Secondly, the amount payable under any order of the Sub-Divisional Authority “may be recovered as arrears of land revenue” under Section 14(7) of the Act. The letter pointed out that the claims about timely payment to the farmers from companies for the produce under the Act were also incorrect. For instance, the Act stipulated that payment would be made only after the agricultural produce satisfied several quality requirements and criteria. The experience of the sugarcane farmers, the open letter said, was proof that there would be no guarantee of timely payment. The assertion made by the Minister that an MSP at the rate of one and a half times the input costs had been paid to farmers was incorrect as the government itself had admitted in court that it could not pay the prescribed MSP. There were more than 23 crops for which there was no MSP even at the reduced rate.

Rebutting the Minister’s claim that the government had done a lot for farmers’ welfare and that it had spent Rs. 1 lakh crore on building rural infrastructure, the AIKSCC’s letter said it only benefitted a handful of companies and that the amount could have been given instead to co-operatives to help farmers with irrigation facilities, tractors, input material, storage, transport and even marketing. These laws would ensure that the farmer was expelled from his own land, said the letter.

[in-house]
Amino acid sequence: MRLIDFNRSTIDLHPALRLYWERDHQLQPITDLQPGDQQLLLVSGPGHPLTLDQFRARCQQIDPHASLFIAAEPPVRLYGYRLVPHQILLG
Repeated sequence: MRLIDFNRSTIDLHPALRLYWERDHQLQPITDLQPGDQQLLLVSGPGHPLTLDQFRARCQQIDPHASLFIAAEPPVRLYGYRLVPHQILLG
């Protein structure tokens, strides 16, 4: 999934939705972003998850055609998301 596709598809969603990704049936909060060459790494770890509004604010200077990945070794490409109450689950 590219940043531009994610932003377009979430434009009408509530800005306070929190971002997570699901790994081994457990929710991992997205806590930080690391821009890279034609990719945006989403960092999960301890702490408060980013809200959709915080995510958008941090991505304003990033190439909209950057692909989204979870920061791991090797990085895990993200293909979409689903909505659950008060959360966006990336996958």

The Agriculture Minister had also insinuated that the farmer protests had insulted the memory of Gandhi and the Champaran satyagraha of 1917 against forcible indigo cultivation by the British. In response to this, the letter stated that the present movement was in fact inspired by the Champaran movement, the 1907 “Pagari Sambhal Jatta” movement against land grabbing in Punjab and several other movements for Independence. “We had hoped that you would pay homage to the 32 farmers who have died in the course of the 24 day indefinite agitation. But your insensitivity is so limitless that you could not even find the words to even mention their martyrdom,” said the letter.

Meanwhile, farmer unions paid homage to the farmers who had died in the course of the protests. Over 90,000 meetings were held, spread across 22 States. Despite icy winds and chilling temperatures, more and more farmers are pouring in to join the protest sites at Singhu, Tikri, Ghazipur and Shahjahanpur on the Haryana-Rajasthan border and Chilla at the Noida-Delhi border. Under the banner of the All India Kisan Sabha (AIKS), 2,500 farmers will leave Nashik on December 21 by road in a “Vehicle Morcha” to join the protesting farmers in Delhi. In a separate development, the farmer unions condemned the raids by the Enforcement Directorate and other Central agencies on APMC commissioning agents, or Arhatiyas, in Punjab.